Note that during extreme low water conditions, the shoulder water is very slack but still maintains a good depth. Steelhead will often orient to that seam between the main current and the static water. A slow retrieve through this water will find more fish.

Note that during extreme low water conditions, the shoulder water is very slack but still maintains a good depth. Steelhead will often orient to that seam between the main current and the static water. A slow retrieve through this water will find more fish.   (Click on image for larger view.)

However, due to the low water conditions and having about 20 feet of dead water between myself and the head, the swing was inhibited by the static water, causing the fly to come to rest on about a 45 degree angle rather than directly below me.  I hung several flies on rocks despite using only an intermediate Rio Versi Leader so rather than run the risk of losing more gear, I began a slow, finger crawl retrieve towards the end of the swing or just before it stopped.  This brought the fly back towards me and actually ended up covering a large portion of the seam created by the main current and the static portion.  At first, I did this mainly as a means to keep my fly off of the bottom but figured, what the heck, I may as well fish it out.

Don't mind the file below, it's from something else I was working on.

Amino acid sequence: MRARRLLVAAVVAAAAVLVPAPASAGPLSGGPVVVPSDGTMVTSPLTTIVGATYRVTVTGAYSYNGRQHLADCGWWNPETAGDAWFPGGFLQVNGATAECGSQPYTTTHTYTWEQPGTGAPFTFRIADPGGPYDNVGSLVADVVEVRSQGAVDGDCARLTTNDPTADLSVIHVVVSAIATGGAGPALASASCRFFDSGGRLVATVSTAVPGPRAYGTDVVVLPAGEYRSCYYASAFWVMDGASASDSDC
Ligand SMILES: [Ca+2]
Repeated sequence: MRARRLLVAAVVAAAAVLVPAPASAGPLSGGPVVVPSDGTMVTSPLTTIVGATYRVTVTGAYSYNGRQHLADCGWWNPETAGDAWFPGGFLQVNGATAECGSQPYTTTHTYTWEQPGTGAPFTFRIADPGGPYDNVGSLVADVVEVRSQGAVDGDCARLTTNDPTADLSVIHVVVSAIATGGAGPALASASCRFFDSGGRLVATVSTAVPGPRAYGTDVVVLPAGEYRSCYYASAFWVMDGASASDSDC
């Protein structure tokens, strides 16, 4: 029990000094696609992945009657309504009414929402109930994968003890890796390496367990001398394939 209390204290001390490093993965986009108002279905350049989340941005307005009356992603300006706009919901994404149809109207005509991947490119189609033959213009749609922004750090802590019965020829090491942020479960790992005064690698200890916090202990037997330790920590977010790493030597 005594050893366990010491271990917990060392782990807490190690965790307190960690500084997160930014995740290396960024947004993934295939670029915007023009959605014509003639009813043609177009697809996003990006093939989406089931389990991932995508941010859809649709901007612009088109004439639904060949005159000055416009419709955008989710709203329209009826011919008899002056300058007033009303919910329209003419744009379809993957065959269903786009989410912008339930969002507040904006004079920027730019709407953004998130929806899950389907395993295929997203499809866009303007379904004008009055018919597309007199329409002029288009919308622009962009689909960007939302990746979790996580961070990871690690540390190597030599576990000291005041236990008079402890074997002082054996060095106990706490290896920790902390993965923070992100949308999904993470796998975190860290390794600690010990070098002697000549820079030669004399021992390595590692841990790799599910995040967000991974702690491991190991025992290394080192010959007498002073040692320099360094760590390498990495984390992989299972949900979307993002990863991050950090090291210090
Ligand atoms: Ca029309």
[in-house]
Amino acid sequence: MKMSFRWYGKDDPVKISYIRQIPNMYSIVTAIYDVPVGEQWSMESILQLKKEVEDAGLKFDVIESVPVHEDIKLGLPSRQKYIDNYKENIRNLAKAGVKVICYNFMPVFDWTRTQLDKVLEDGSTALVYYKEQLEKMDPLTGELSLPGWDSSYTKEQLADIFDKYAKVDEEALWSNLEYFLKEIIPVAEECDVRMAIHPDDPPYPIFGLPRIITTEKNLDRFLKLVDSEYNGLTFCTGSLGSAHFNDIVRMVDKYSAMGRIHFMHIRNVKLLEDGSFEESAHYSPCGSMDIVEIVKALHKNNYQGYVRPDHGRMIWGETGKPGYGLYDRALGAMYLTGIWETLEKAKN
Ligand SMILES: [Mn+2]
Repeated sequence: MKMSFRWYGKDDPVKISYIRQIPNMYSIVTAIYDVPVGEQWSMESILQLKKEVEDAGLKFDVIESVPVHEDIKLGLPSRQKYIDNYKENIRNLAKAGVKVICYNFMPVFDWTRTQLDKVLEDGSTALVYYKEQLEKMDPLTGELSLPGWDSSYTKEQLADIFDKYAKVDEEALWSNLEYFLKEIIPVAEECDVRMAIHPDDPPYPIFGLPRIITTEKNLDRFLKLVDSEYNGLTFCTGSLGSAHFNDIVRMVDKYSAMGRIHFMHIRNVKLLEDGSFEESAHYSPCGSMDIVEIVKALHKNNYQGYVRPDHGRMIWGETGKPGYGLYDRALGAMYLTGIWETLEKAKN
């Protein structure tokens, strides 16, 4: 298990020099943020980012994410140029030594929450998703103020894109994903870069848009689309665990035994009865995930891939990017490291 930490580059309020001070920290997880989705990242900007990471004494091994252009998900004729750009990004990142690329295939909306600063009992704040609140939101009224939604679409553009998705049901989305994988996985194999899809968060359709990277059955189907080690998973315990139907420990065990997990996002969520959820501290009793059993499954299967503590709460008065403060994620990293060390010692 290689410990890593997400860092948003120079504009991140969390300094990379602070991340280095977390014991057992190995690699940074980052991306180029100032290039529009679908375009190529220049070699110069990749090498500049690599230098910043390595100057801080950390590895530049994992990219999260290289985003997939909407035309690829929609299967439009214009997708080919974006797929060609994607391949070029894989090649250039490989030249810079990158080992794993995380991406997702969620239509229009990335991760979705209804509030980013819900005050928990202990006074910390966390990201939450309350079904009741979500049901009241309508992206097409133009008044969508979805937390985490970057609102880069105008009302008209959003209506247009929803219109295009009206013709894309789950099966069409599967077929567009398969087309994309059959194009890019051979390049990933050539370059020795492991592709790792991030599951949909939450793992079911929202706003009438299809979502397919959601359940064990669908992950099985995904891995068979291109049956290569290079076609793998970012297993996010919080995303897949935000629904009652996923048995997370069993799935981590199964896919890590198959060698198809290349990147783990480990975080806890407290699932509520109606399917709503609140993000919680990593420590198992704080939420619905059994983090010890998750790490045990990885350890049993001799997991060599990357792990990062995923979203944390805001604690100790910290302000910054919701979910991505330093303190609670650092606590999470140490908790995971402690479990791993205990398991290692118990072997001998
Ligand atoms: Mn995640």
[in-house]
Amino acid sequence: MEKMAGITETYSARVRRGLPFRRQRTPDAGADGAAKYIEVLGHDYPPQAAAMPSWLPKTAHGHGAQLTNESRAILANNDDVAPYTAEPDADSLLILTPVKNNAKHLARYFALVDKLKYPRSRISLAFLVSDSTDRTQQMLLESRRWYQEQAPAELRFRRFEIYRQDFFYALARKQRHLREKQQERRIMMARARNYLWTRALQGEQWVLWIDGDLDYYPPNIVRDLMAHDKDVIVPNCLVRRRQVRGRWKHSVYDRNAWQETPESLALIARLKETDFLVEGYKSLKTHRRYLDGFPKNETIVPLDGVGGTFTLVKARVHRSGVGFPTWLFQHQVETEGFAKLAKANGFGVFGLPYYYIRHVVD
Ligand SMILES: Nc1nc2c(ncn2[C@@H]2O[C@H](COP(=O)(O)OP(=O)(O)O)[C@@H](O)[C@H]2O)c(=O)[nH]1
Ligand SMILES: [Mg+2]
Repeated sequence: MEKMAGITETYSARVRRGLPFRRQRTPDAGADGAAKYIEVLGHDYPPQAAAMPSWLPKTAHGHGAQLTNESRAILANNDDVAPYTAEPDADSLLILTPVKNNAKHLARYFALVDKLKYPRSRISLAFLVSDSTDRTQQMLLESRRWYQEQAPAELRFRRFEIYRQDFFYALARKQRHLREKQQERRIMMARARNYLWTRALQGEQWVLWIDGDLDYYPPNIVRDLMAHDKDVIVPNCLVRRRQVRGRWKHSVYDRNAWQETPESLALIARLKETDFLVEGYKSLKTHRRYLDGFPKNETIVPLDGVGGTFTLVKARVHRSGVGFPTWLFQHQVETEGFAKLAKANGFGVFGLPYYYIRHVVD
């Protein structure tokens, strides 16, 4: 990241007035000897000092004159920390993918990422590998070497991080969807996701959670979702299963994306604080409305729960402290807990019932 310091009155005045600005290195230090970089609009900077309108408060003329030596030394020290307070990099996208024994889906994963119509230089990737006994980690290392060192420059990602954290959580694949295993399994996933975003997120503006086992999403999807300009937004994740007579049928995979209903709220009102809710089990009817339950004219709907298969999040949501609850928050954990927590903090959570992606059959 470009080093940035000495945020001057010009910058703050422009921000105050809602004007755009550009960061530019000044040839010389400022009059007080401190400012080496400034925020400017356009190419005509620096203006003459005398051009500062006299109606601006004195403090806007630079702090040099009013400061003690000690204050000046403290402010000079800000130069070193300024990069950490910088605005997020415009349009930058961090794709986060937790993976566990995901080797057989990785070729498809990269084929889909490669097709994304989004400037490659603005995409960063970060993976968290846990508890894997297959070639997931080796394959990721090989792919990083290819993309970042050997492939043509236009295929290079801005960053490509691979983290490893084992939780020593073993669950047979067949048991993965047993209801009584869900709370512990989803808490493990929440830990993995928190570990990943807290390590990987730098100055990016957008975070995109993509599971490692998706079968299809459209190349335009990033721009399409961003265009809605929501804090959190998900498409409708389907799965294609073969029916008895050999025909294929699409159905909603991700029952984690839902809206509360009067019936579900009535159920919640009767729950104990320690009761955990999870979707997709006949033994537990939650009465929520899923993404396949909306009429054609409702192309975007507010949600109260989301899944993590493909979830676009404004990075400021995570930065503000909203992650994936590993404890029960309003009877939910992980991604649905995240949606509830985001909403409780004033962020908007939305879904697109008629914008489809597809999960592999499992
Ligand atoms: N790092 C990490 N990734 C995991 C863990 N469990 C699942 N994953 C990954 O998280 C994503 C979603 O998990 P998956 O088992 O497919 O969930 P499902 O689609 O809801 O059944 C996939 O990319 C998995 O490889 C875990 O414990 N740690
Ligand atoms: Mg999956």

Well over half of the fish that we have taken this season have come on a slow retrieve!

Well over half of the fish that we have taken this season have come on a slow retrieve!

Well, you can guess what comes next.  I started hooking fish.  In fact, over the course of 3 or 4 outings and about a dozen fish hooked, over 75% came on the retrieved fly!

Now, there was a combination of elements that came into play that made this work and I’m not by any means suggesting that it should become the exception to the rule, but my thinking was this: If the fly is working through 3 to 5 feet of water, along a seam, why not fish it out?  Particularly when the water temperatures remain in the optimal zone (50 to 65 degree C.) and the fish are happy and aggressive.

In low flow conditions, steelhead are still looking for holding water but they may not find it in runs that you would work under normal water levels. I’ve targeted several of my favorite haunts this season only to find the conditions not suitable for holding.  We now need to work to find the deeper runs and pools that will still maintain that optimal 3 to 5 feet with a walking pace flow and enough structure to provide the fish some current break and concealment.  Often though, these runs will break down as I previously talked about, with a percentage on either side of the river having fairly slack shoulder water.  When you come across this, impart a slow retrieve at the end of each cast and hang on.  A lot happens when a six pound steelhead hammers a moving fly and you have 25 or 30 feet of thin running line in your hand but the reward is more than worth it.

In any angling that we do, we need to be flexible and adapt so when a piece of water doesn’t breakdown like you expect it to, experiment with your presentation until you find the correct formula.  It goes without saying that the more your fly is in the water, the greater chance you have of connecting.